Outside the Classroom With Evan and David

By Jon Ramsay


This blog post is part of a featured series by writer Jon Ramsay, friend of URJ Heller High. This series was written during a ten-day trip alongside the students of the Fall 2018 semester

In Judaism, tombs are lessons and graves are meant to teach us about life. They are to be visited and reflected on. And that is exactly why parents and students traveled to Galil, the north of Israel, to visit an ancient Jewish necropolis from 200 CE, Beit She’Arim. This tiyul, or field trip, was aimed at continuing the classroom Jewish History study of Oral Law and the Mishnah that Evan and David had started with Heller High earlier in the week.

Evan demonstrates how ancient societies moved large objects on a trip to the Old City of Jerusalem, with the help of some students

Experiential learning, escaping the physical confines of classrooms and actually venturing out into the world to contextualize a curriculum, is the major focus of a Heller High education. “We want the kids to see, touch, and walk through everything they’re learning,” Evan, their teacher, told me. “It helps events stick in the memory, it gives them a solid foundation.” As we passed through narrow limestone caves and examined the ornate sarcophagi of Rabbis who lived nearly 2000 years ago, it’s easy to feel like Indiana Jones – on an adventure through history.

But what looks like a small network of caves and ruins was once a thriving city and home to the Sanhedrin, a court of 71 Rabbis who served as the governing body of Judaism after the destruction of the Second Temple. We saw the architectural skeletons of an olive press, a synagogue, and the auditorium-like stairs situated above tombs to encourage study from the dead. With each site, Evan and David provoked questions and challenged the students to think critically about several key topics that called back to their classroom learning.

Students explore ancient caves

Why were many of the tombs decorated with lions, eagles, and bulls – when the Mishnah clearly states that images of God’s creation were too close to idolatry? Why did they seem so similar to Roman styles of art? And how could Rabbis, of all people, be guilty of such obvious contradiction against scripture? Evan and David played a clever teaching game here – they planted these questions, but left them to linger. No answers would come until later on in the day, with more exploration.

After departing the necropolis of Beit She’Arim, we traveled to Bet Alfa, an ancient synagogue and the archaeological site of a beautiful mosaic floor from the Byzantine era. This mosaic is noteworthy for one major reason – it features a massive, multicolored zodiac circle in its center, a classic pagan symbol. Again our teachers confronted us, asking us to think skeptically and outside the box – how could Rabbis, in such a traditional period of time, allow sacrilegious decorations like this in their place of worship?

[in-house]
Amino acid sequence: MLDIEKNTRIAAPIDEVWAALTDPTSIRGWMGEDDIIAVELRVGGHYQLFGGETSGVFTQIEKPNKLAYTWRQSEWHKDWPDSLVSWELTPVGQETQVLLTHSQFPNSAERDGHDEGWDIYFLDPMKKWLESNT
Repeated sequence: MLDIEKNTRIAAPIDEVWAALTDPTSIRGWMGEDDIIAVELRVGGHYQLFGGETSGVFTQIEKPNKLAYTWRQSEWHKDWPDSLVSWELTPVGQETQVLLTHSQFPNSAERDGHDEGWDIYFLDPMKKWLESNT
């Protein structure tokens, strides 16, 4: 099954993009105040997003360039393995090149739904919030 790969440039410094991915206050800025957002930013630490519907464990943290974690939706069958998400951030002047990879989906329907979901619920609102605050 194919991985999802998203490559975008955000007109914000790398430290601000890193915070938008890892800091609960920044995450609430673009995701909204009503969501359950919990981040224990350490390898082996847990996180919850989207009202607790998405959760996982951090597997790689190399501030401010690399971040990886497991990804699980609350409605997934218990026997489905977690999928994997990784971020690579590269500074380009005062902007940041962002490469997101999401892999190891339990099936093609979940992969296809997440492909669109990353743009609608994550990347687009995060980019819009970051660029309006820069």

When you put questions like these to students, and don’t just tell them what to think, they’re forced to digest all the evidence they’re given and come to their own conclusions. It puts the burden of learning and education on their shoulders, and in their realm of responsibility. It can feel empowering and memorable, and I believe it’s the best way to really learn a subject thoroughly.

David shows some students a Sabra (cactus fruit)

At last, as students offered theories and played their ideas off each other, a conclusion was reached together. Judaism was changing after the destruction of the Second Temple. Old rules had to be altered, and the religion had to adapt to modern times, tragic as they were. One of these adaptations was in aesthetics. Why was a Zodiac symbol in a synagogue? Because it looked beautiful, and it was appearing everywhere in the culture of the time. The Jews of 2000 years ago just wanted to be in on the trend, simple as that. This marks the first time in Jewish history that aesthetics – pure beauty – was treated as valuable as the Oral Laws.

To watch this kind of education in practice is inspirational. But to be a part of it, to be involved in exploring a lesson physically like this, is truly special. David and Evan are a tag-team duo that know how to bring a curriculum alive, to defibrillate history and make it jump right into our contemporary world. It’s astounding that this isn’t even a rare occurence – the students of Heller High take Tiyulim like these just about twice a week. Hopefully they know how lucky they are to escape the classroom and experience authentic, hands-on education.


Jonathan Heller Ramsay has degrees from the University of St Andrews and University of Edinburgh in Scotland. He’s a writer with a passion for Judaism, pomegranates, and dogs. 

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